It’s important to keep in mind that the total annual rewards are divided among all active stakers. As the number of staked tokens increases, the reward rate decreases. Furthermore, there are governance proposals that could adjust some of the on-chain parameters, which could also change the APR if they are approved. You’re welcome to use our Staking Calculator to get a better understanding of how these factors can impact your rewards.
What are the risks of staking CELO?
We strive to make staking as safe and transparent as possible, however, it’s important to consider factors that may influence whether a particular staking option is appropriate for you.
Slashing risk: CELO used for voting/delegating is never at risk. The actions of the Validator Groups or Validators you vote for can cause you to receive lower or higher rewards, but the CELO you locked will always be available to be unlocked in the future. Slashing in the Celo protocol applies only to Validators and Validator Groups.
Unbonding risk: There is a 24-hour warm-up period when staking CELO and an additional 3-day unbonding period when unstaking CELO. This is something to keep in mind when deciding to stake, as the crypto markets are highly volatile.Consider keeping funds liquid if you do not intend to hold CELO long-term.
Dropping out of the active set: The risk of a validator group getting slashed or dropping out of the top 110 could result in a loss of rewards. It is important to check frequently on the status of the validator to ensure it is active, not jailed and hasn’t raised the commission fees.
Protocol security risks: There is an inherent risk that the protocol could contain unknown bugs, this risk applies not only to staking but also the investment in CELO.
This list is not exhaustive and other risks may apply.
What is CELO?
CELO is the native token of the Celo network and it is used to perform various important functions within the network:
- Staking: Users can temporarily lock up CELO to contribute to the security of the network by voting for Validator Groups. In return for the service, both the Validator Groups and stakers/voters are compensated with staking rewards separately.
- Gas token: Every transaction on the network incurs a small fee that is paid to the validator in the form of CELO.
- Governance: CELO is used to vote on governance proposals on the network. Celo uses a formal on-chain governance mechanism to manage and upgrade the protocol such as for upgrading smart contracts, adding new stable currencies, or modifying the reserve target asset allocation. All changes must be agreed upon by CELO holders. A quorum threshold model is used to determine the number of votes needed for a proposal to pass. See more about Celo governance here.
- Other utilities: CELO is also the reserve collateral for Celo Dollar.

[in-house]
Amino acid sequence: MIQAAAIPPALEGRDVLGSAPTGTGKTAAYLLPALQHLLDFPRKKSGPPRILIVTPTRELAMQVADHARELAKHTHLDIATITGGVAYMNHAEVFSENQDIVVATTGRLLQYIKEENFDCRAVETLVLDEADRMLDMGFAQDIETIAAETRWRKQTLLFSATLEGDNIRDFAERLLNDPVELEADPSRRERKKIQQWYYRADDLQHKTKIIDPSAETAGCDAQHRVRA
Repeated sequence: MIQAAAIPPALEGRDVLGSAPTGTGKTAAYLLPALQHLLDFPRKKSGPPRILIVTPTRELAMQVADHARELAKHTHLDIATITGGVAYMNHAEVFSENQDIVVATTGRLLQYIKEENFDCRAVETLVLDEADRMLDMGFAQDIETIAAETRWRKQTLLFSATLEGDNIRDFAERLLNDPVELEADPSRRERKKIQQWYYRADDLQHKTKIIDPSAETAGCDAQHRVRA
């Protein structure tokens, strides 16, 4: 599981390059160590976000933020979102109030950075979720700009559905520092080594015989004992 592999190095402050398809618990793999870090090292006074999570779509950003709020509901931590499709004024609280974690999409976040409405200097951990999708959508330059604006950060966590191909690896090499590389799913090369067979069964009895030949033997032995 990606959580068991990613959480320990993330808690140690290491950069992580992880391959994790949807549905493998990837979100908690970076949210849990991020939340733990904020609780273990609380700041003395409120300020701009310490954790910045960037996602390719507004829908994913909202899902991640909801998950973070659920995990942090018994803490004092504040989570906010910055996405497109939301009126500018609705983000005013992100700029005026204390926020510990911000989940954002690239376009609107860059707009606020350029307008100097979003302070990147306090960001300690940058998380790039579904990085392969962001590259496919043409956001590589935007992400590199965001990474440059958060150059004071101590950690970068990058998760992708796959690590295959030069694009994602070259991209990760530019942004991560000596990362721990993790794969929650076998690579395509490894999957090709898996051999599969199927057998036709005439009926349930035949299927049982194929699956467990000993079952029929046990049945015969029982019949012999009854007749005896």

What consensus algorithm does Celo use?
The Celo blockchain code has shared ancestry with Ethereum and maintains full EVM compatibility for smart contracts. However, it uses a Byzantine Fault Tolerant (BFT) consensus mechanism (Proof-of-Stake) rather than Proof-of-Work and has different block format, transaction format, client synchronization protocols, and gas payment and pricing mechanisms.
Validators gather transactions received from other nodes and execute any associated smart contracts to form new blocks, then participate in a Byzantine Fault Tolerant (BFT) consensus protocol to advance the state of the network. Since BFT protocols can scale only to a few hundred participants and can tolerate at most a third of the participants acting maliciously, a proof-of-stake mechanism admits only a limited set of nodes to this role.
Celo’s consensus protocol is performed by nodes that are selected as validators who determine which transactions get applied and producing new blocks. The Celo community choose validators by locking CELO and voting for Validator Groups, intermediaries that sit between voters and Validators. Every Validator Group has an ordered list of up to 5 candidate Validators. Some organizations may operate a group with their own Validators in it; some may operate a group to which they have added Validators run by others. Validator elections are held every epoch (approximately once per day).
There is a maximum cap on the number of active validators that can be changed by governance proposal, which is currently set at 110 validators. The active validator set is determined via the proof-of-stake process and is updated at the end of each epoch, a fixed period of approximately one day.
What are the tokenomics of CELO?
The Celo network features an ongoing issuance in the form of epoch rewards (batch of block rewards). Epoch rewards will distribute the remaining 400 million CELO of the one billion max supply as various incentives. At the end of each epoch, 75% (300 million total) of newly issued assets will go to network validators, while the Community Fund (24.5%) and a carbon offsetting fund (0.5%) receive smaller portions. All of these distribution models or how these CELO get spent is subject to on-chain governance and sufficient stability protocol reserves.
As for Celo’s inflation rate, the proposed target curve (subject to change) of epoch rewards declines linearly over 15 years to 50% of the total 400 million CELO dedicated to ongoing issuance. After this first 15 years, the inflation rate decays exponentially with a half life of h=ln(2)×15=10.3h. This model does not incorporate changes to the rewards multiplier, which is a governable adjustment factor that can account for underspending or overspending. Learn more about tokenomics and epoch rewards here.
Initial Token Distribution Breakdown
At mainnet launch, there were 600 million CELO (formerly cGLD). The remaining 400 million CELO will be distributed to network validators and the Community Fund as epoch rewards. The initial distribution of the first 600 million CELO was as follows:
- 20% (122.8 million) was set aside for pre-launch sales, but only 85 million CELO have been sold so far. The Celo Foundation may use the rest for future sales.
- 32% (193.7 million) went to protocol contributors, including the team, advisors, founders, etc.
- 16% (95 million) was allocated to Community Grants for initiatives like the Polychain Ecosystem Fund, education and adoption grants, and others with 3-10 year allocation schedules.
- 12% (73.6 million) went to cLabs and the Celo Foundation for operational grants and expenses.
- 20% (120 million) went to the “initial reserve” for maintaining the peg of cUSD, managed by the Celo Reserve Foundation.
From the Staking Rewards Journal